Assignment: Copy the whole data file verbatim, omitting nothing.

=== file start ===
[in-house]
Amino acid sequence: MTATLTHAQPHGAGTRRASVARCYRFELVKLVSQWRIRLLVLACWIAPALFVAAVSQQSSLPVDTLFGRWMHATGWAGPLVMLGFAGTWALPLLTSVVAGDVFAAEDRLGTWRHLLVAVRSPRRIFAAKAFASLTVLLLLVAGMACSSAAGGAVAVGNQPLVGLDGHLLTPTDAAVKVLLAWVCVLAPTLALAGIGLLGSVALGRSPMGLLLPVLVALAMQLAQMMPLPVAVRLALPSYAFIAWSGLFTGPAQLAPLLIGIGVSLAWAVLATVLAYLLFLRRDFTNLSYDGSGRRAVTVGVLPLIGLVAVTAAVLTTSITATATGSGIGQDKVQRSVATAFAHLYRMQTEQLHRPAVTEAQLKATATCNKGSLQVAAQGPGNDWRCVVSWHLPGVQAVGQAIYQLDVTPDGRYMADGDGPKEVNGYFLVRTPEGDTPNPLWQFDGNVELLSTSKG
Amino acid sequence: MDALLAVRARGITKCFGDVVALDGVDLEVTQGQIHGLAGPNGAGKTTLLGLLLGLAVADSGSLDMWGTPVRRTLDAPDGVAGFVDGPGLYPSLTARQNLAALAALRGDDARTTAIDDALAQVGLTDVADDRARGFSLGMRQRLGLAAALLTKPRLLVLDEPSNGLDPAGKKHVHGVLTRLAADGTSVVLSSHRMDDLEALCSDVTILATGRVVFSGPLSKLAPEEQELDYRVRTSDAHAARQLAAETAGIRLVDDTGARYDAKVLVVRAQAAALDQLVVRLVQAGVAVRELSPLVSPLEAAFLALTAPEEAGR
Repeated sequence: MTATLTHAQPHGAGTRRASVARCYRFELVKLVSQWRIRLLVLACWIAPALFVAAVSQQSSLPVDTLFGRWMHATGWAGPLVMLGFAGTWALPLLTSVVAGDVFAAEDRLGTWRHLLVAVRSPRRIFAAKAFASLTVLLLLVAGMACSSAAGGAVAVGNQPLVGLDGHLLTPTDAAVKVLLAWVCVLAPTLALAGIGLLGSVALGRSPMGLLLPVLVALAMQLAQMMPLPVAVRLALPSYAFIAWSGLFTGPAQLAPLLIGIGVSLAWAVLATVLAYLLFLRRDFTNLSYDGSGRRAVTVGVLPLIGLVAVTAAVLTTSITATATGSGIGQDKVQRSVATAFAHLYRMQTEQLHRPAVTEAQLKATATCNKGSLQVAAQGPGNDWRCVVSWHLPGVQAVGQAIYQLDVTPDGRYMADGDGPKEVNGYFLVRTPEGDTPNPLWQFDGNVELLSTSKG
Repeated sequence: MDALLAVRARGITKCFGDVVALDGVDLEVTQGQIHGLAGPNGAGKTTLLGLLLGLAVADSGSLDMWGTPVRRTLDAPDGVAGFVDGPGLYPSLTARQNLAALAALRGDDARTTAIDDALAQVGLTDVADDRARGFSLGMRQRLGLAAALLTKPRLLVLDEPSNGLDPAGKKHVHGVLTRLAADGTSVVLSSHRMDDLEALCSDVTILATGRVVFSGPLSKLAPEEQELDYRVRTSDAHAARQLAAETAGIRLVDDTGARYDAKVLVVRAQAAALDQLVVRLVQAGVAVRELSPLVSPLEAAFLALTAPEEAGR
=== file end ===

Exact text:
[in-house]
Amino acid sequence: MTATLTHAQPHGAGTRRASVARCYRFELVKLVSQWRIRLLVLACWIAPALFVAAVSQQSSLPVDTLFGRWMHATGWAGPLVMLGFAGTWALPLLTSVVAGDVFAAEDRLGTWRHLLVAVRSPRRIFAAKAFASLTVLLLLVAGMACSSAAGGAVAVGNQPLVGLDGHLLTPTDAAVKVLLAWVCVLAPTLALAGIGLLGSVALGRSPMGLLLPVLVALAMQLAQMMPLPVAVRLALPSYAFIAWSGLFTGPAQLAPLLIGIGVSLAWAVLATVLAYLLFLRRDFTNLSYDGSGRRAVTVGVLPLIGLVAVTAAVLTTSITATATGSGIGQDKVQRSVATAFAHLYRMQTEQLHRPAVTEAQLKATATCNKGSLQVAAQGPGNDWRCVVSWHLPGVQAVGQAIYQLDVTPDGRYMADGDGPKEVNGYFLVRTPEGDTPNPLWQFDGNVELLSTSKG
Amino acid sequence: MDALLAVRARGITKCFGDVVALDGVDLEVTQGQIHGLAGPNGAGKTTLLGLLLGLAVADSGSLDMWGTPVRRTLDAPDGVAGFVDGPGLYPSLTARQNLAALAALRGDDARTTAIDDALAQVGLTDVADDRARGFSLGMRQRLGLAAALLTKPRLLVLDEPSNGLDPAGKKHVHGVLTRLAADGTSVVLSSHRMDDLEALCSDVTILATGRVVFSGPLSKLAPEEQELDYRVRTSDAHAARQLAAETAGIRLVDDTGARYDAKVLVVRAQAAALDQLVVRLVQAGVAVRELSPLVSPLEAAFLALTAPEEAGR
Repeated sequence: MTATLTHAQPHGAGTRRASVARCYRFELVKLVSQWRIRLLVLACWIAPALFVAAVSQQSSLPVDTLFGRWMHATGWAGPLVMLGFAGTWALPLLTSVVAGDVFAAEDRLGTWRHLLVAVRSPRRIFAAKAFASLTVLLLLVAGMACSSAAGGAVAVGNQPLVGLDGHLLTPTDAAVKVLLAWVCVLAPTLALAGIGLLGSVALGRSPMGLLLPVLVALAMQLAQMMPLPVAVRLALPSYAFIAWSGLFTGPAQLAPLLIGIGVSLAWAVLATVLAYLLFLRRDFTNLSYDGSGRRAVTVGVLPLIGLVAVTAAVLTTSITATATGSGIGQDKVQRSVATAFAHLYRMQTEQLHRPAVTEAQLKATATCNKGSLQVAAQGPGNDWRCVVSWHLPGVQAVGQAIYQLDVTPDGRYMADGDGPKEVNGYFLVRTPEGDTPNPLWQFDGNVELLSTSKG
Repeated sequence: MDALLAVRARGITKCFGDVVALDGVDLEVTQGQIHGLAGPNGAGKTTLLGLLLGLAVADSGSLDMWGTPVRRTLDAPDGVAGFVDGPGLYPSLTARQNLAALAALRGDDARTTAIDDALAQVGLTDVADDRARGFSLGMRQRLGLAAALLTKPRLLVLDEPSNGLDPAGKKHVHGVLTRLAADGTSVVLSSHRMDDLEALCSDVTILATGRVVFSGPLSKLAPEEQELDYRVRTSDAHAARQLAAETAGIRLVDDTGARYDAKVLVVRAQAAALDQLVVRLVQAGVAVRELSPLVSPLEAAFLALTAPEEAGR